On Tap in Hawaii: Learn to see through the haze
Don’t let the cloudy countenance of hazy beers put you off. They offer great rewards in flavor.
Mahalo for reading the Honolulu Star-Advertiser!
You're reading a premium story. Read the full story with our Print & Digital Subscription.
Already a subscriber? Log in now to continue reading this story.
The words “hazy,” “juicy” and even “New England” have become common on labels for India pale ales. Ever wonder what they all mean — and if there is any difference at all in these new terms?
As the popularity of hazy IPAs has skyrocketed, almost every brewery is making them, leading to new ways to describe these beers. Hazies even have their own style category at the Great American Beer Festival. What once might have been considered a fad is here to stay, changing what breweries make on a regular basis.
For the most part, hazy, juicy and New England-style IPAs all fall into the same broad style of beer, with low to moderate bitterness, immense fruit-forward aroma, flavors typically tropical and ripe, a soft pillowy mouthfeel with no acidic sharpness — and most important, they are NOT clear.
These beers are meant to be murky and turbid. For some purists, the thought is blasphemy, but cloudy beers are nothing new. Germans have been making them for centuries. Hefeweizen or wheat beers are the original purposely hazy beers.
Typically the terms hazy and New England are used interchangeably, as the style is widely accepted as being created in New England. Many breweries call the style NE IPA, but as most breweries are not actually located in New England, many now choose the term hazy.
Recently, some breweries have begun to release beers labeled as juicy IPAs. Here’s where things can get confusing. Most hazies are made using a ton of hops, which create that vibrant fruit-forward aroma and flavor. The term “juicy” has long been used to describe these notes, so now some breweries have decided to just call their beers juicy IPAs.
Most of these beers that I’ve tasted tend to still be low in bitterness, but can be lighter and less hazy than those labeled NE or hazy.
Given the progression of the style, we’ve seen a lot of creativity and variance. Some of these beers are so incredibly hazy (bordering swampy murk) and hop-laden that they are almost like tropical fruit drinks; others are much more restrained and approachable.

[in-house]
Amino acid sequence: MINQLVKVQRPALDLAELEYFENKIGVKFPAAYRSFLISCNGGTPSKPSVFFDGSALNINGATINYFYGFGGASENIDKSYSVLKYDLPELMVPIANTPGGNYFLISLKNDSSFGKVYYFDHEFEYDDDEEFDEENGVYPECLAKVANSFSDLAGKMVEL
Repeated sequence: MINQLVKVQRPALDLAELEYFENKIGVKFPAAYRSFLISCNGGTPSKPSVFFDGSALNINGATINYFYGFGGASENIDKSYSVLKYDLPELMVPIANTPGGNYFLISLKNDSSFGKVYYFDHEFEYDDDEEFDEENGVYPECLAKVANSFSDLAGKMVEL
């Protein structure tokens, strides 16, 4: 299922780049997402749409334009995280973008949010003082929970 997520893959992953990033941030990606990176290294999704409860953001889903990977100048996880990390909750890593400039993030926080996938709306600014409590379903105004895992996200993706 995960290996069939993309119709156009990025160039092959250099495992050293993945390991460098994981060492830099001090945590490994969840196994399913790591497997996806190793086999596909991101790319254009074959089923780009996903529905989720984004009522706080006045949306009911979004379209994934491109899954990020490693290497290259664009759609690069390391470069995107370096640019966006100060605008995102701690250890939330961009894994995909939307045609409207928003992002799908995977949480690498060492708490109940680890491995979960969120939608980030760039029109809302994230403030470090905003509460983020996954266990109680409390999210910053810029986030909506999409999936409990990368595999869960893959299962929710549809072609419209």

What has made them so incredibly popular is the low bitterness, soft finish and fruity flavors. I’ve even seen people who swear they hate IPAs enjoy a hazy!
Ready to try a few? A steady stream has landed in Hawaii, and some of our local breweries are turning them out with great results.
These are available in cans:
>> Ghost Mountain Hazy IPA from Modern Times Beer, known for some of the best beers in this style, is a limited release, so get it now while it is fresh and those fruit aromas are super ripe.
>> Ninkasi Brewing Co. Prismatic Juicy IPA is a year-round release from the Eugene, Ore., brewery. A bit lighter and not as viscous, this beer is still filled with a ton of pineapple, mango and lychee aromas.
>> Kohola Brewery Lahaina Hazy won the gold medal for IPAs at the inaugural Hawaii Craft Beer Awards held last month. Make sure to pour this beer into a glass so you can take a good whiff of its scent, like a tropical fruit smoothie with hints of coconut. It’s smooth and silky in texture, with a clean and bright finish.
Locally, it pays to go straight to the source for freshly made hazies:
>> Inu Island Ales in Kaneohe has built its brand on great hazies and even has imperial versions that creep up over 8% alcohol by volume!
>> Beer Lab HI was one of the first in Hawaii to really focus on making New England-style IPAs, and always has a couple versions on draft. Don’t miss Beer Lab’s Omakase series, or the Ko‘olauloa, one of my favorites.
>> Lanikai Brewing Co. recently has gotten into the game and is now cranking out a few different hazy/New England-style IPAs per month. The brewery likes to add local flair, so don’t be surprised to see ingredients like yuzu or pineapple juice mixed in.
>> Waikiki Brewing Co. once swore to never make this style of beer, but now you can regularly find them on draft and they are delicious!
Tim Golden, a certified cicerone, shares his obsession with all things craft beer on the third week of each month. He is part owner of Village Bottle Shop in Kakaako.